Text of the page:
* Encourage diversity. Help poor people move from being isolated in ghettos and barrios to becoming part of a diverse community, made up of neighbors with mixed incomes and backgrounds. Ask God to give you and others in the community a clear vision to work toward, and clearly communicate that vision. Work with city government officials, neighborhood leaders, and others to develop real estate, design affordable housing in the midst of more upscale housing, and help poor people obtain fair loans and good insurance so they can move from paying rent to owning their own homes. Be patient, understanding that building a diverse neighborhood is a long-term process. Invest focused and sustained effort into communicating with the others in the community and organizing shared activities. Make your love for your neighbors practical and visible. Help people in the community reconcile to God and each other.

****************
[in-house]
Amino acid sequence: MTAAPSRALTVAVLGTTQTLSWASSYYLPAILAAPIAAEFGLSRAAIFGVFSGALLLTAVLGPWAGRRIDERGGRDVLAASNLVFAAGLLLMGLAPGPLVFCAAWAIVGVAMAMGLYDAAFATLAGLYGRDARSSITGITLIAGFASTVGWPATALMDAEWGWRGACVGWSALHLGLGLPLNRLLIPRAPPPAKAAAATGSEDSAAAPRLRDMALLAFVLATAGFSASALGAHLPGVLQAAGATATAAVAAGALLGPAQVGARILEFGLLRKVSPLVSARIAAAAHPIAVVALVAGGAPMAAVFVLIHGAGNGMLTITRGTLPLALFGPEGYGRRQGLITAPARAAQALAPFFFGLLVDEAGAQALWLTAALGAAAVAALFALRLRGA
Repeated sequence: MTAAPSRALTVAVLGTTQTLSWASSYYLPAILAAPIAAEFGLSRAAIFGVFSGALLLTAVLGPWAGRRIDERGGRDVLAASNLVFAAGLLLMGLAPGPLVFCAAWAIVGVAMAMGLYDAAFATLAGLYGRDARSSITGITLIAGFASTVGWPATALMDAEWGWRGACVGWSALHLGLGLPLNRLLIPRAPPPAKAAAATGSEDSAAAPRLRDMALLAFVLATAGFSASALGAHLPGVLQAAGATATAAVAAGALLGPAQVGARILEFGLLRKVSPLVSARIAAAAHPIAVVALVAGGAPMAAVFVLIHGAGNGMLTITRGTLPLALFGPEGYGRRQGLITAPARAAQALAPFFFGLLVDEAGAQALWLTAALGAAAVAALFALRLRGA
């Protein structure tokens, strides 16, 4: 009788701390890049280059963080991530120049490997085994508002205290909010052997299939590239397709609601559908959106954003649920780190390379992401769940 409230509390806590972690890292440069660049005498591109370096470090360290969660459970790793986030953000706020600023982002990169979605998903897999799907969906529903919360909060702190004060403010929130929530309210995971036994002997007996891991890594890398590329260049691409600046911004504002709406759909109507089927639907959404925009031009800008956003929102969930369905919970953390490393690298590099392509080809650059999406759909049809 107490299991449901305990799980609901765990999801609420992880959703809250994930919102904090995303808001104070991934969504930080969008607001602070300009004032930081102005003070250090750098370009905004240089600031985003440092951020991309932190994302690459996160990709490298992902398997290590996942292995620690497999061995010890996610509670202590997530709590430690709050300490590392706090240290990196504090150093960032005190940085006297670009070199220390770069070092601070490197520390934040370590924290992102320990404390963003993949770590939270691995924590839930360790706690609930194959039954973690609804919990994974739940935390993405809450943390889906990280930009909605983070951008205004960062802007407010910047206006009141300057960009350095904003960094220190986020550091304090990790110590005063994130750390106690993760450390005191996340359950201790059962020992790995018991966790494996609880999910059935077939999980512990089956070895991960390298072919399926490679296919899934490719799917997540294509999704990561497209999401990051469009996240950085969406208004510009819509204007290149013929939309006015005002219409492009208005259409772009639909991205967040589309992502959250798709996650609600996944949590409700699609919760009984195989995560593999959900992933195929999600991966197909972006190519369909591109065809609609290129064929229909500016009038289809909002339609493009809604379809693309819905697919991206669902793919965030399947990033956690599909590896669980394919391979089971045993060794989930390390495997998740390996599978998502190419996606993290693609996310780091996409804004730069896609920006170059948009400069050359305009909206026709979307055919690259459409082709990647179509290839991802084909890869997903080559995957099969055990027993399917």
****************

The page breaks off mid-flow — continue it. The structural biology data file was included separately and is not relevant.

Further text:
* Work wisely with local churches, charities, and social service agencies. Before volunteering with them, don’t be afraid to ask questions like: “Will my investment make any real difference?”, “Am I really helping or is this just to make me feel good?”, “Will this be a personally meaningful experience?”, “Does this ministry really get at the root causes?”, “Will you value my time?”, “Do you just want my money or do you really want me involved?”, “Is the ministry cost-effective?”, “Are you open to change if I offer solutions or improvements?”, “Will you deal with me responsibly and follow through on your commitments?” and “Will I get feedback on how the mission is going?”. If you decide to volunteer, make sure that you’re contributing more than it costs the staff to train and support you in your work. Share your contacts with staff members to help them have greater impact in the community. Make a long-term commitment to serve, keeping in mind that quick fixes don’t last. Frequently take stock of your volunteer work to ask yourself how your ministry does or doesn’t strengthen the fabric of your community and enhances its capacity to become more self-sufficient.